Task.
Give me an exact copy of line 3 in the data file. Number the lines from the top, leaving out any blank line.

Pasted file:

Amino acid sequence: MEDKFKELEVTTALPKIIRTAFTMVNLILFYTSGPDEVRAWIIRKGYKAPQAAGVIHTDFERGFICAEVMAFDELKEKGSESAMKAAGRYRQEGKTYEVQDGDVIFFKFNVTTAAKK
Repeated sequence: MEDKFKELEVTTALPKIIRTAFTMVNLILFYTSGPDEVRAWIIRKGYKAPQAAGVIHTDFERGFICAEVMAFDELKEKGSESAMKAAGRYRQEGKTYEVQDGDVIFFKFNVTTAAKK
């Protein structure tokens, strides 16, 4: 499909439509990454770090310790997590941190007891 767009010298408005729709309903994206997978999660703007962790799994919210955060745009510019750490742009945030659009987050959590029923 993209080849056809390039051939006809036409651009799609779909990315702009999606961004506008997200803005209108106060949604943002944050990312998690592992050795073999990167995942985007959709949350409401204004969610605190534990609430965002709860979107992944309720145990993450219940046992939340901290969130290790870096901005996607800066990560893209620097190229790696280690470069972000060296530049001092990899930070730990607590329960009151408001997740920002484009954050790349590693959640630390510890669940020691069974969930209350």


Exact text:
């Protein structure tokens, strides 16, 4: 499909439509990454770090310790997590941190007891 767009010298408005729709309903994206997978999660703007962790799994919210955060745009510019750490742009945030659009987050959590029923 993209080849056809390039051939006809036409651009799609779909990315702009999606961004506008997200803005209108106060949604943002944050990312998690592992050795073999990167995942985007959709949350409401204004969610605190534990609430965002709860979107992944309720145990993450219940046992939340901290969130290790870096901005996607800066990560893209620097190229790696280690470069972000060296530049001092990899930070730990607590329960009151408001997740920002484009954050790349590693959640630390510890669940020691069974969930209350």